lt will be appreciated that in view of the low voltages involved, if any fiber is disposed adjacent the tip and is interposed between the tip and the duct D, no welding current will be permitted to flow and it will be necessary to remove and reinsert the pin.

Also, it is desirable that the peripheral walls 22 of the frustoconic tip be extremely smooth so that fibers are not carried toward the duct with these portions of the pin since, in the event of such occurrence, the fibers will be incorporated in the weld and will compromise the strength thereof.

ln order to secure the desired point sharpness and smoothness of sides, I have found it necessary to lathe turn the pins since nail pointing devices known to me have been completely ineffective consistently to provide pins displaying the requisite welding characteristics.

It has further been determined that unless a hardened pin is used, the tip will tend to blunt or round upon contact with the duct. lf such blunting occurs, the resistance at the area adjacent the duct is reduced, due to the greater contacting area, and an undue amount of heat is generated in the pin shank, resulting in damage to the insulation.

After the pin has been properly disposed against the duct D, a welding current ultimately teaching a maximum of about 60 amps is applied for a period of 5 seconds, while maintaining the above-noted downward pressure. As the current begins to flow, the duct-adjacent portions of the tip melt, permitting progressive downward movement and a progressive melting of the tip area. When the melt has reached the thickness of the major shank portion, the current flow is interrupted and the weld is complete.

The weld current at the initial stages of the formation of the weld is comparatively small, the current flow reaching about 60amperes when the full thickness of the pin is disposed in the melt pool.

As will be appreciated from the foregoing, the current flow will progressively increase from the minimum to the maximum values as progressively thicker cross sections of the tip are disposed in the melt pool.

I have determined that by the use of the large area head and heat sink connection with the electrode in combination with the reduced area, progressively increasing thickness pin tip, a large temperature differential may be maintained between the portions of the shank adjacent the head and the portions adjacent the duct. The importance of providing such temperature differential is to concentrate the electrical resistance of the pin adjacent the metal area. With the noted arrangement, temperature differentials of about 2500 F. are experienced in a 1-inch length pin. Thus, an increment of the shank adjacent the weld area will have an electrical resistance over a thousand times the value of a comparable increment of the shank adjacent the head. Accordingly, the voltage drop and prime heating effects may be restricted to the desired area adjacent the melt even after the point of the pin has been consumed and the full thickness of shank is disposed in the weld.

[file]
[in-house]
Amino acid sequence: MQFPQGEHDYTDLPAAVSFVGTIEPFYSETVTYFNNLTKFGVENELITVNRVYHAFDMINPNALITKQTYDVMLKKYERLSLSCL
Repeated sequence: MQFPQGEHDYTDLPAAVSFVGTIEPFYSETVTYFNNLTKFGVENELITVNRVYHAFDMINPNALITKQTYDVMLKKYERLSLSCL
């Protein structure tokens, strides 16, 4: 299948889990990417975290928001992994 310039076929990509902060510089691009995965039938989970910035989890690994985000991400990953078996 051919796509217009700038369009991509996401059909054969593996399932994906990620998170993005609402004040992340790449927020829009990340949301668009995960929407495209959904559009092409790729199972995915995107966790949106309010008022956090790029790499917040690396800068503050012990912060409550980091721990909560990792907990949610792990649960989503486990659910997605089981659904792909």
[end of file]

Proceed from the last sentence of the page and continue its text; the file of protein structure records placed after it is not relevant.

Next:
A most important feature of the invention lies in the use of the enlarged head area which, through its heat transmitting connection to the welding electrode, maintains the shank in a desired cooled condition. Attempts to effect resistance welds using pins not having enlarged head portions have proven uniformly unsuccessful, since they have exhibited the faults of damage to the insulation, bending of the shank area and the like.

Specifically, and without limitation to any theory, the success of the welding methods described are attributed to the interplay of a combination of factors including:

i. use of a sharpened tip to provide or control high resistance adjacent the duct;

2. the use of an enlarged head portion rapidly to dissipate heat adjacent the head of the pin and thus maintain a high temperature differential over the length of the shank, thus to maintain the electrical resistance of shank increments remote from the head at a far higher value than increments near the head. A

3. the use of an electrode having a large heat sink effect contacting the enlargedhead area of the pin to obtain maximum heat transfer away from the head of the pin.